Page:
Upcoming projects include a solo show at Casado Santapau, Madrid, the Young Belgian Art Prize at Palais des Beaux-Arts de Bruxelles, and a collaboration with American writer John d’Agata on the book On Knowing Not, forthcoming this year and published by Karma in New York City.
This exhibition was made possible thanks to the support of Fédération Wallonie-Bruxelles._____________________________________________________________________________________ Visit www.jbbernadet.com
It has taken me longer than I'd like to admit to create this site, but it's finally here. What's currently visible is a tiny number of the total number of events that we've hosted during the past six or seven years. The idea for this site is to make it an archive for the many activities that take place inside the Marfa Book Company as well as to provide people with an opportunity to buy some of the books, records and art that we care about.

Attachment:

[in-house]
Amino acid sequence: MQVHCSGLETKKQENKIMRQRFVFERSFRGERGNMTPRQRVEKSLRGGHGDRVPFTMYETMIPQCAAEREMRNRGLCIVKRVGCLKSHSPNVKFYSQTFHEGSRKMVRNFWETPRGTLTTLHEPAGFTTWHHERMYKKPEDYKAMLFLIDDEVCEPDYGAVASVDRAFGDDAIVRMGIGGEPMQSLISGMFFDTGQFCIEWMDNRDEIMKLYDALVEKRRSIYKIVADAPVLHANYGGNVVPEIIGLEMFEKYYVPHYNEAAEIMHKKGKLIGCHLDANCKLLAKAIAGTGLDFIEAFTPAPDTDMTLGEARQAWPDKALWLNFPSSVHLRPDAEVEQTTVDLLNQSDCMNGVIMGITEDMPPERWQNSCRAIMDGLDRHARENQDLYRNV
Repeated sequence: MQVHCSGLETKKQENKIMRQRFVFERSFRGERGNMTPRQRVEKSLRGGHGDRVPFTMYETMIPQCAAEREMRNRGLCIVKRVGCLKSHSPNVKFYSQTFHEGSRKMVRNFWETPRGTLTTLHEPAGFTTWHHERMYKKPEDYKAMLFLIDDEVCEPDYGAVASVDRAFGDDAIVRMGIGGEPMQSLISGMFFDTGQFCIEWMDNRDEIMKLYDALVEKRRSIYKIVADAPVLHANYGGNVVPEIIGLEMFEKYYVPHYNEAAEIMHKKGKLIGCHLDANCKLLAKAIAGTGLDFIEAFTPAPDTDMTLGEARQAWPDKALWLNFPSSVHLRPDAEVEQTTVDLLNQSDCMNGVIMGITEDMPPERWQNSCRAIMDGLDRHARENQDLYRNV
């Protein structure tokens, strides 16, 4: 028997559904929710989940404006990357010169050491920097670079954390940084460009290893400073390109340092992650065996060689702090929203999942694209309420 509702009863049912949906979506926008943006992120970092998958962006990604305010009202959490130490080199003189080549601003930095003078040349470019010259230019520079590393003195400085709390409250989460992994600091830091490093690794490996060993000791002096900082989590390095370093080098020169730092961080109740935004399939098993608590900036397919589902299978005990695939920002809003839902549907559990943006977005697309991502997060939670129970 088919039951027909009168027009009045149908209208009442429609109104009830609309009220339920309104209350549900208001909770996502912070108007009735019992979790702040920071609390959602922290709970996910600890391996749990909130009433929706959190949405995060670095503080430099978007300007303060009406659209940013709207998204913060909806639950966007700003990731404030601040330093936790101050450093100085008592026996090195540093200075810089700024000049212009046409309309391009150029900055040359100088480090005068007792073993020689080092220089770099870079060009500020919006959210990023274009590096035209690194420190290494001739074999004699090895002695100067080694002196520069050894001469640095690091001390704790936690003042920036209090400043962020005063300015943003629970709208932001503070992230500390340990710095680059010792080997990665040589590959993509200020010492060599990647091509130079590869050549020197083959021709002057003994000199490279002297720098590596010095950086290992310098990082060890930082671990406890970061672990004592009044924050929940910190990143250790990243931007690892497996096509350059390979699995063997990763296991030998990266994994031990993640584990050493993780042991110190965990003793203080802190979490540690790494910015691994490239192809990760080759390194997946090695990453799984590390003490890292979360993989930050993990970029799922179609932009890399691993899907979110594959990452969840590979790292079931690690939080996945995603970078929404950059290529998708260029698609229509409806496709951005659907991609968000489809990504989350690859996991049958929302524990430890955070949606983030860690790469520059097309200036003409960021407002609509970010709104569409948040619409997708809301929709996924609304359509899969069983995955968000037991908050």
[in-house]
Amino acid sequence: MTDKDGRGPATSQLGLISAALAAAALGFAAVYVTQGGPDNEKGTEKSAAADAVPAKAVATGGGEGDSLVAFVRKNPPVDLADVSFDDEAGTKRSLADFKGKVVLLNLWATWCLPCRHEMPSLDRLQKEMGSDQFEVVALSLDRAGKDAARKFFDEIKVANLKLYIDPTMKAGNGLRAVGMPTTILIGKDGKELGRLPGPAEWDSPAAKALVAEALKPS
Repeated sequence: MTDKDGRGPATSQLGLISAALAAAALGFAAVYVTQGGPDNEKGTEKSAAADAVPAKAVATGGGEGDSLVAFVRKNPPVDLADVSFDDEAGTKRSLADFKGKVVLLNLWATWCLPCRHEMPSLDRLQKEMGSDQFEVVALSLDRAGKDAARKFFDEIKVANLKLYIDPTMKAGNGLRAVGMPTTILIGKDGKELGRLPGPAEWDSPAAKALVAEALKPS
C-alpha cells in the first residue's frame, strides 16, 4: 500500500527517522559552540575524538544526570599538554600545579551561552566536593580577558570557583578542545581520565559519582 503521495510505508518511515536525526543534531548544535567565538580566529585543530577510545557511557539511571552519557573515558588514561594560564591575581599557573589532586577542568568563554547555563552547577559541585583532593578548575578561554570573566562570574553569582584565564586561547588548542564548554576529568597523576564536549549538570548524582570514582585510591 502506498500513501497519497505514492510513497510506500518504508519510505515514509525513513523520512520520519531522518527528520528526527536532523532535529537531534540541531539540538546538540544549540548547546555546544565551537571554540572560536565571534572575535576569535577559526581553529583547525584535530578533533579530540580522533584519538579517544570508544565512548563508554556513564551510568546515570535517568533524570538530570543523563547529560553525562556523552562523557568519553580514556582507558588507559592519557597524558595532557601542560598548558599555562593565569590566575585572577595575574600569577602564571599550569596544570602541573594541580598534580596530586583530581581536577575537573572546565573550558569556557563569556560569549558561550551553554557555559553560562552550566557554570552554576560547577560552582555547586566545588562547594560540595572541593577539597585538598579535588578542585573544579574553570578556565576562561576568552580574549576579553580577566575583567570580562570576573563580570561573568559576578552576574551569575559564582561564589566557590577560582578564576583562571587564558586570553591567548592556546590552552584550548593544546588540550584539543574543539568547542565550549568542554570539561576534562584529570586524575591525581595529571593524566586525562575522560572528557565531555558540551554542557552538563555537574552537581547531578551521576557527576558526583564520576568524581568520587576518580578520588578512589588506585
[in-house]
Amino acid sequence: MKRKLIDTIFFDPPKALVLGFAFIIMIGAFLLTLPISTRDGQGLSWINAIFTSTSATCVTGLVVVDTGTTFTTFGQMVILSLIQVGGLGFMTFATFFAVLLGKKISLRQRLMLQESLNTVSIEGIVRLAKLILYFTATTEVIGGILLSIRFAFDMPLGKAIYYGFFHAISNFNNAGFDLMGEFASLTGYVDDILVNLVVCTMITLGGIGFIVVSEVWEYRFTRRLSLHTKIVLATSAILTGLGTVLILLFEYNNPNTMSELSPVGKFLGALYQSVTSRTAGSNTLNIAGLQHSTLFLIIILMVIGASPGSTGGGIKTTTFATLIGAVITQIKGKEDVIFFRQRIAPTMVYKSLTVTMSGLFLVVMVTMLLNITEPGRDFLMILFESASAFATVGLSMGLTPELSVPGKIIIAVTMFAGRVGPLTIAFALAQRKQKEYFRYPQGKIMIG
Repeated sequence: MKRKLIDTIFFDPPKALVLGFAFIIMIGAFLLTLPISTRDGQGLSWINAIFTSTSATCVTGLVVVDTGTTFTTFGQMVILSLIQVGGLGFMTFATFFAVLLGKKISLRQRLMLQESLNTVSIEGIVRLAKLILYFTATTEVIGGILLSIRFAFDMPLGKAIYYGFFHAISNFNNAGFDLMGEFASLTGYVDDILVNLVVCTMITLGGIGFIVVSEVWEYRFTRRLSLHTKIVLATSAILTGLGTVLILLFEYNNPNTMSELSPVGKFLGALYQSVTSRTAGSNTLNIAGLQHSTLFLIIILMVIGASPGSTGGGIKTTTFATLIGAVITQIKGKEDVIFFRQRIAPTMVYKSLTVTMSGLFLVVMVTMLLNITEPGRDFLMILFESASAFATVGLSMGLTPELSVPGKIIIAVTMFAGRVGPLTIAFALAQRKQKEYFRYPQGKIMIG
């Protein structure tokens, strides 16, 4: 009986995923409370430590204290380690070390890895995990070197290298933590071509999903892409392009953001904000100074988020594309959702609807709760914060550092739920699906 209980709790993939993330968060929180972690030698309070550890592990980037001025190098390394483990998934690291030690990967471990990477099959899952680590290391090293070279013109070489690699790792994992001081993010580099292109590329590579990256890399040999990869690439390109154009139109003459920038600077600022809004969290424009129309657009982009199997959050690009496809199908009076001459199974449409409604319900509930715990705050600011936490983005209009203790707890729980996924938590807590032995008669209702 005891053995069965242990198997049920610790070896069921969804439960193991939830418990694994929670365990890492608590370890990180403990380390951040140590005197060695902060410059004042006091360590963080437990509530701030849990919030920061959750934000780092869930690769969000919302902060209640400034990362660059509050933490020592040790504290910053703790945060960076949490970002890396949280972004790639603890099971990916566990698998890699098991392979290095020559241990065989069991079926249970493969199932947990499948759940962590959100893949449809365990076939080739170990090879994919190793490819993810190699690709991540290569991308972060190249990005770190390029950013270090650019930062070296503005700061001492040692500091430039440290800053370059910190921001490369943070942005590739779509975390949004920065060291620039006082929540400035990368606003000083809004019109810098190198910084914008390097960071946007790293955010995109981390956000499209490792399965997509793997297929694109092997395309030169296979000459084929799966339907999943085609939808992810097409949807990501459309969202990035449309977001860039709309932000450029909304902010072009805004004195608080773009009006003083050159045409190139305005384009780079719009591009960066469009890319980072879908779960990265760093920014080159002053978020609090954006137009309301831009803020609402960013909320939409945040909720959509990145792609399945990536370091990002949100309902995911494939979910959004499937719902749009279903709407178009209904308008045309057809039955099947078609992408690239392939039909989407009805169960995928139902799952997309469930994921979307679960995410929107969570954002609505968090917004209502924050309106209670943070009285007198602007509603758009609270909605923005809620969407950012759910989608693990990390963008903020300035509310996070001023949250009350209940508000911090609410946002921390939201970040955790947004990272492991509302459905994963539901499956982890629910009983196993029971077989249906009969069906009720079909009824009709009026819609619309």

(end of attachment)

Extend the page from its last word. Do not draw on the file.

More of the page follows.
There are so many excellent things upcoming: performances by Parquet Courts; an exhibition and performance by Roni Horn; an exhibition of new paintings by Jean-Baptiste Bernadet; a gorgeous new logo designed by myself and Sally Coleman; readings by Clark Coolidge, Colson Whitehead, David Treuer, Rebecca Curtis, Thomas Sayers Ellis, Rosa Alcala, Jeff Sirkin, D.T. Max, and many, many others. I hope you'll check in often to find out what's happening.
I especially want to thank T. K. Croft for his work designing and launching the site. He deserves the credit for what's cool here.